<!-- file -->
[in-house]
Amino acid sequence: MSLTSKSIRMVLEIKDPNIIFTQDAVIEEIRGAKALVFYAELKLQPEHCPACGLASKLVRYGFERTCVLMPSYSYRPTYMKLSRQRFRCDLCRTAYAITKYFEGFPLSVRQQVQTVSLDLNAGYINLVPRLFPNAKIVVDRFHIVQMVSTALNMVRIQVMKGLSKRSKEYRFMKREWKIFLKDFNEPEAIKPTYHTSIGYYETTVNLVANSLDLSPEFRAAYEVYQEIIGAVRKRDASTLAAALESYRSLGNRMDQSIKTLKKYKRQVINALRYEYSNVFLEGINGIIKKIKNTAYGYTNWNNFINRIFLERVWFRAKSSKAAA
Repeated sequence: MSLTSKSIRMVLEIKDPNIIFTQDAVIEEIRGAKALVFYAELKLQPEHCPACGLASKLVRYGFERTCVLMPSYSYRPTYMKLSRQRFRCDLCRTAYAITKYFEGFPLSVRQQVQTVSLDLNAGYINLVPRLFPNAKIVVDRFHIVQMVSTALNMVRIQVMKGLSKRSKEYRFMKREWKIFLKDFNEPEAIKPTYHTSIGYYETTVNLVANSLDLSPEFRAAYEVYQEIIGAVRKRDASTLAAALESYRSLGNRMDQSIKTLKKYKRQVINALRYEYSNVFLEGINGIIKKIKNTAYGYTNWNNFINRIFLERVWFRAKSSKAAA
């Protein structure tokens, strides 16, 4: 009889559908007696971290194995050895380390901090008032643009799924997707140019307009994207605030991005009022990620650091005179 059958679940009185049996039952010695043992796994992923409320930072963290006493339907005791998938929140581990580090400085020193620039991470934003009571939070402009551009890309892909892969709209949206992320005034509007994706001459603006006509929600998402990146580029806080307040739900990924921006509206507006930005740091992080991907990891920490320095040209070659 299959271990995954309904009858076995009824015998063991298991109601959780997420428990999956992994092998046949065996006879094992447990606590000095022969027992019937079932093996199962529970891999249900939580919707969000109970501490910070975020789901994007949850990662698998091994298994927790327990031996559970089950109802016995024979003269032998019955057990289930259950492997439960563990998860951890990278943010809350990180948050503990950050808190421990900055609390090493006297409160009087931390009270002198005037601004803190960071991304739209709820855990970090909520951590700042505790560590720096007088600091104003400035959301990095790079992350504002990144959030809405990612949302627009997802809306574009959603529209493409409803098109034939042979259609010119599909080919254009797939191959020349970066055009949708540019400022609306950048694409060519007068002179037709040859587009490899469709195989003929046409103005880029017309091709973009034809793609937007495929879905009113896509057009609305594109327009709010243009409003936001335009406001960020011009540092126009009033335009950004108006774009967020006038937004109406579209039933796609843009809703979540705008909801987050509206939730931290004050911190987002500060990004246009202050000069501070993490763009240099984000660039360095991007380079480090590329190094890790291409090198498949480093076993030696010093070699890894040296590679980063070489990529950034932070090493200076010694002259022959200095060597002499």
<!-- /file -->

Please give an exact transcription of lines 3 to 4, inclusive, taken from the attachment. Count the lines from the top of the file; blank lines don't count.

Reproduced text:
Repeated sequence: MSLTSKSIRMVLEIKDPNIIFTQDAVIEEIRGAKALVFYAELKLQPEHCPACGLASKLVRYGFERTCVLMPSYSYRPTYMKLSRQRFRCDLCRTAYAITKYFEGFPLSVRQQVQTVSLDLNAGYINLVPRLFPNAKIVVDRFHIVQMVSTALNMVRIQVMKGLSKRSKEYRFMKREWKIFLKDFNEPEAIKPTYHTSIGYYETTVNLVANSLDLSPEFRAAYEVYQEIIGAVRKRDASTLAAALESYRSLGNRMDQSIKTLKKYKRQVINALRYEYSNVFLEGINGIIKKIKNTAYGYTNWNNFINRIFLERVWFRAKSSKAAA
């Protein structure tokens, strides 16, 4: 009889559908007696971290194995050895380390901090008032643009799924997707140019307009994207605030991005009022990620650091005179 059958679940009185049996039952010695043992796994992923409320930072963290006493339907005791998938929140581990580090400085020193620039991470934003009571939070402009551009890309892909892969709209949206992320005034509007994706001459603006006509929600998402990146580029806080307040739900990924921006509206507006930005740091992080991907990891920490320095040209070659 299959271990995954309904009858076995009824015998063991298991109601959780997420428990999956992994092998046949065996006879094992447990606590000095022969027992019937079932093996199962529970891999249900939580919707969000109970501490910070975020789901994007949850990662698998091994298994927790327990031996559970089950109802016995024979003269032998019955057990289930259950492997439960563990998860951890990278943010809350990180948050503990950050808190421990900055609390090493006297409160009087931390009270002198005037601004803190960071991304739209709820855990970090909520951590700042505790560590720096007088600091104003400035959301990095790079992350504002990144959030809405990612949302627009997802809306574009959603529209493409409803098109034939042979259609010119599909080919254009797939191959020349970066055009949708540019400022609306950048694409060519007068002179037709040859587009490899469709195989003929046409103005880029017309091709973009034809793609937007495929879905009113896509057009609305594109327009709010243009409003936001335009406001960020011009540092126009009033335009950004108006774009967020006038937004109406579209039933796609843009809703979540705008909801987050509206939730931290004050911190987002500060990004246009202050000069501070993490763009240099984000660039360095991007380079480090590329190094890790291409090198498949480093076993030696010093070699890894040296590679980063070489990529950034932070090493200076010694002259022959200095060597002499």